Thomasville, Georgia

Thomasville is the county seat of Thomas County, Georgia, United States. The city is the second largest in Southwest Georgia after Albany.

The city deems itself the City of Roses and holds an annual Rose Festival. The city features plantations open to the public, a historic downtown, a large farmer's market, and a 308-year-old oak tree at the corner of Monroe and Crawford streets. The population was 19,340 at the 2013 United States Census.[4]

In 2016, Thomasville was featured as the second best historic small town on USA Today's 10 Best List Reader's Choice after Bisbee (Arizona) but ahead of Abingdon (Virginia), Mackinac Island (Michigan), and Astoria (Oregon).

Thomasville, Georgia
Thomas County Courthouse
Nickname(s): 
"T-Ville", The City of Roses, The Rose City, Beacon Hills (original name)
Location in Thomas County and the state of Georgia
Location in Thomas County and the state of Georgia
Coordinates: 30°50′11″N 83°58′42″W / 30.83639°N 83.97833°WCoordinates: 30°50′11″N 83°58′42″W / 30.83639°N 83.97833°W
CountryUnited States
StateGeorgia
CountyThomas
Area
 • City31.6 sq mi (38.7 km2)
 • Land30.9 sq mi (38.5 km2)
 • Water0.1 sq mi (0.5 km2)
Elevation
279 ft (85 m)
Population
 • City18,413
 • Estimate 
(2016)[1]
18,826
 • Density1,215/sq mi (469.3/km2)
 • Metro
45,000
Time zoneUTC-5 (Eastern (EST))
 • Summer (DST)UTC-4 (EDT)
ZIP codes
31700-31799
Area code(s)229
FIPS code13-76224[2]
GNIS feature ID0333216[3]
Websitehttp://www.thomasvillega.com
https://thomasville.org/

History

Thomasville was founded in 1825 as seat of the newly formed Thomas County. It was incorporated as a town in 1831 and as a city in 1889. The community was named for Jett Thomas, a general in the War of 1812.[5]

Rose Festival

Thomasville Rose Garden May 2016

Thomasville plants and maintains more than 1,000 roses located throughout the city, as do a number of residents who have their own rose gardens. During the last week of April, rose growers from all over the world display their prize roses for a panel of judges. The Thomasville Rose Garden at Cherokee Lake Park is the largest of 85 rose beds maintained by the city, and is host to the annual rose festival.[6]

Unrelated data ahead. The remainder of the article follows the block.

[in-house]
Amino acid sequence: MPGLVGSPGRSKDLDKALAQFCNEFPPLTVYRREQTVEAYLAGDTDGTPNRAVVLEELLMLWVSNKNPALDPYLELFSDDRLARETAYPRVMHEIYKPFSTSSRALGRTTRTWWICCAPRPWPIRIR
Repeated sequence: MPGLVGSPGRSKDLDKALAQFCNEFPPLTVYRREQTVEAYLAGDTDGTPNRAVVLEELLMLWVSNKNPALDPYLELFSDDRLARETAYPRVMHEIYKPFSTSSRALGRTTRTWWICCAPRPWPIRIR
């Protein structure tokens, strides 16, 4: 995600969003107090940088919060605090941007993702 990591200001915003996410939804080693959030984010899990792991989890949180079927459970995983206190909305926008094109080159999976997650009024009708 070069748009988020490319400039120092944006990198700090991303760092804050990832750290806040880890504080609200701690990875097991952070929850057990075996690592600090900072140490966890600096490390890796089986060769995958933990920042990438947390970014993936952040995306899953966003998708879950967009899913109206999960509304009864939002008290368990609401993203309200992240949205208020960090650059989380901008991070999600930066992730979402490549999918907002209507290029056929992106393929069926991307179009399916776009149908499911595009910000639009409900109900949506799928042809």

Culture

Thomasville is home to several historic and cultural organizations, including the Thomas County Historical Society and Museum of History, Thomasville Landmarks, Inc.[7] the Thomasville Center for the Arts, Jack Hadley's Black History Museum, and Pebble Hill Plantation. Daily tours and research hours are available at each institution.

Geography

Thomasville is located at 30°50′11″N 83°58′42″W / 30.83639°N 83.97833°W (30.836444, -83.978199).[8]

According to the United States Census Bureau, the city has a total area of 14.9 square miles (39 km2), of which 14.9 square miles (39 km2) is land and 0.1 square miles (0.26 km2) (0.40%) is water. It is the second largest city in Southwest Georgia after Albany. The city has three U.S. Routes: 19, 84 and 319. It is located 34 miles northeast of Tallahassee, Florida, 28 miles southwest of Moultrie, 43 miles west of Valdosta, 95 miles east of Dothan, Alabama, 59 miles south of Albany and 22 miles north of Monticello, Florida.

Climate